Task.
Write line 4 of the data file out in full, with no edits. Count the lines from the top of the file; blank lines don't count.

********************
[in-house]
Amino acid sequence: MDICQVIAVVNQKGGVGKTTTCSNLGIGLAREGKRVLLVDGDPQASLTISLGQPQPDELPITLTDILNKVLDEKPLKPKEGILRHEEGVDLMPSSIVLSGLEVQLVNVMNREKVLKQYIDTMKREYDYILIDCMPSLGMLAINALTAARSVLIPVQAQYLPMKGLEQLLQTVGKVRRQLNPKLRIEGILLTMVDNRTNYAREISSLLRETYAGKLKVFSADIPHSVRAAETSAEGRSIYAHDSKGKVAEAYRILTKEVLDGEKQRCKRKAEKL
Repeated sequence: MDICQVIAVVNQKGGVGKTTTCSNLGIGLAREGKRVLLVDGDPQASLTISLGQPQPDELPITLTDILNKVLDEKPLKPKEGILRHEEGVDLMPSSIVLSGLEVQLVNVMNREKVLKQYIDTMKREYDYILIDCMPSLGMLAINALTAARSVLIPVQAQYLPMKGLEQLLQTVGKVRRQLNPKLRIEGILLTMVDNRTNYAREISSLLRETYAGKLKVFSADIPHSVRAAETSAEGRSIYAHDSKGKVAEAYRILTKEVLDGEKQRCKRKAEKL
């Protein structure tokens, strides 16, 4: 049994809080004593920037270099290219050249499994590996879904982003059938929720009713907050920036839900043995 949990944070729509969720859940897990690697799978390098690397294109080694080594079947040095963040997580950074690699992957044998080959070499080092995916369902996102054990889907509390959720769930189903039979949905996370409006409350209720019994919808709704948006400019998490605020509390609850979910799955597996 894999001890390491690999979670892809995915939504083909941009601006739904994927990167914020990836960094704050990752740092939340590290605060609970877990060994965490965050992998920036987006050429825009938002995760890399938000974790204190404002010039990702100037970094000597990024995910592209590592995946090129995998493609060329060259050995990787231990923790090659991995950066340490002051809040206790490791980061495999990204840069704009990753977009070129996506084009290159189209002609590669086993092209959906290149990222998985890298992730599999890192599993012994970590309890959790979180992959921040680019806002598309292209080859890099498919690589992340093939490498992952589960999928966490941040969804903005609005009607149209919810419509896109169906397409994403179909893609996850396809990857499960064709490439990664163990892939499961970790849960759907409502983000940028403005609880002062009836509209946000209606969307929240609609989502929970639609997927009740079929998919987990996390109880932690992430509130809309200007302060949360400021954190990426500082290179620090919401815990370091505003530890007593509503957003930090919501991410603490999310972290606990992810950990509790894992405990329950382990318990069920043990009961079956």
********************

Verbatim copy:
């Protein structure tokens, strides 16, 4: 049994809080004593920037270099290219050249499994590996879904982003059938929720009713907050920036839900043995 949990944070729509969720859940897990690697799978390098690397294109080694080594079947040095963040997580950074690699992957044998080959070499080092995916369902996102054990889907509390959720769930189903039979949905996370409006409350209720019994919808709704948006400019998490605020509390609850979910799955597996 894999001890390491690999979670892809995915939504083909941009601006739904994927990167914020990836960094704050990752740092939340590290605060609970877990060994965490965050992998920036987006050429825009938002995760890399938000974790204190404002010039990702100037970094000597990024995910592209590592995946090129995998493609060329060259050995990787231990923790090659991995950066340490002051809040206790490791980061495999990204840069704009990753977009070129996506084009290159189209002609590669086993092209959906290149990222998985890298992730599999890192599993012994970590309890959790979180992959921040680019806002598309292209080859890099498919690589992340093939490498992952589960999928966490941040969804903005609005009607149209919810419509896109169906397409994403179909893609996850396809990857499960064709490439990664163990892939499961970790849960759907409502983000940028403005609880002062009836509209946000209606969307929240609609989502929970639609997927009740079929998919987990996390109880932690992430509130809309200007302060949360400021954190990426500082290179620090919401815990370091505003530890007593509503957003930090919501991410603490999310972290606990992810950990509790894992405990329950382990318990069920043990009961079956």